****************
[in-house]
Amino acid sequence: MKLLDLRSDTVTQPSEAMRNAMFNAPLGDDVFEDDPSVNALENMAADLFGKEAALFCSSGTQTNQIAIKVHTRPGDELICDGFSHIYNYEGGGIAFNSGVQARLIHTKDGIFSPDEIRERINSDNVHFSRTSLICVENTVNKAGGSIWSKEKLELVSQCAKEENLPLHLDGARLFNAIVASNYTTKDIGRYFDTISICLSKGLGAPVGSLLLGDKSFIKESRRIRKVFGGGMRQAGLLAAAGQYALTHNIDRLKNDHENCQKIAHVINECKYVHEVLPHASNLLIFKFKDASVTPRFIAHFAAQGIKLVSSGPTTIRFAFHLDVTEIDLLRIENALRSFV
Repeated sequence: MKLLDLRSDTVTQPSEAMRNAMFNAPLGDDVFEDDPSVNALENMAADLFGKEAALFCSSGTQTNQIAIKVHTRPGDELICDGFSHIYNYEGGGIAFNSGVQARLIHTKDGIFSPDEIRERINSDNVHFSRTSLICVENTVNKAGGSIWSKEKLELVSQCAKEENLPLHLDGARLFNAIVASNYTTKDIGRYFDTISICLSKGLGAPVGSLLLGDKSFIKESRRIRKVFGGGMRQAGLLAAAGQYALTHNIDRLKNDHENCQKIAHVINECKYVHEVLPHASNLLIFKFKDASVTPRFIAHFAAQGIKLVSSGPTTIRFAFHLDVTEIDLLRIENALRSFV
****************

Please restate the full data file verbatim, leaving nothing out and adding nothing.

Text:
[in-house]
Amino acid sequence: MKLLDLRSDTVTQPSEAMRNAMFNAPLGDDVFEDDPSVNALENMAADLFGKEAALFCSSGTQTNQIAIKVHTRPGDELICDGFSHIYNYEGGGIAFNSGVQARLIHTKDGIFSPDEIRERINSDNVHFSRTSLICVENTVNKAGGSIWSKEKLELVSQCAKEENLPLHLDGARLFNAIVASNYTTKDIGRYFDTISICLSKGLGAPVGSLLLGDKSFIKESRRIRKVFGGGMRQAGLLAAAGQYALTHNIDRLKNDHENCQKIAHVINECKYVHEVLPHASNLLIFKFKDASVTPRFIAHFAAQGIKLVSSGPTTIRFAFHLDVTEIDLLRIENALRSFV
Repeated sequence: MKLLDLRSDTVTQPSEAMRNAMFNAPLGDDVFEDDPSVNALENMAADLFGKEAALFCSSGTQTNQIAIKVHTRPGDELICDGFSHIYNYEGGGIAFNSGVQARLIHTKDGIFSPDEIRERINSDNVHFSRTSLICVENTVNKAGGSIWSKEKLELVSQCAKEENLPLHLDGARLFNAIVASNYTTKDIGRYFDTISICLSKGLGAPVGSLLLGDKSFIKESRRIRKVFGGGMRQAGLLAAAGQYALTHNIDRLKNDHENCQKIAHVINECKYVHEVLPHASNLLIFKFKDASVTPRFIAHFAAQGIKLVSSGPTTIRFAFHLDVTEIDLLRIENALRSFV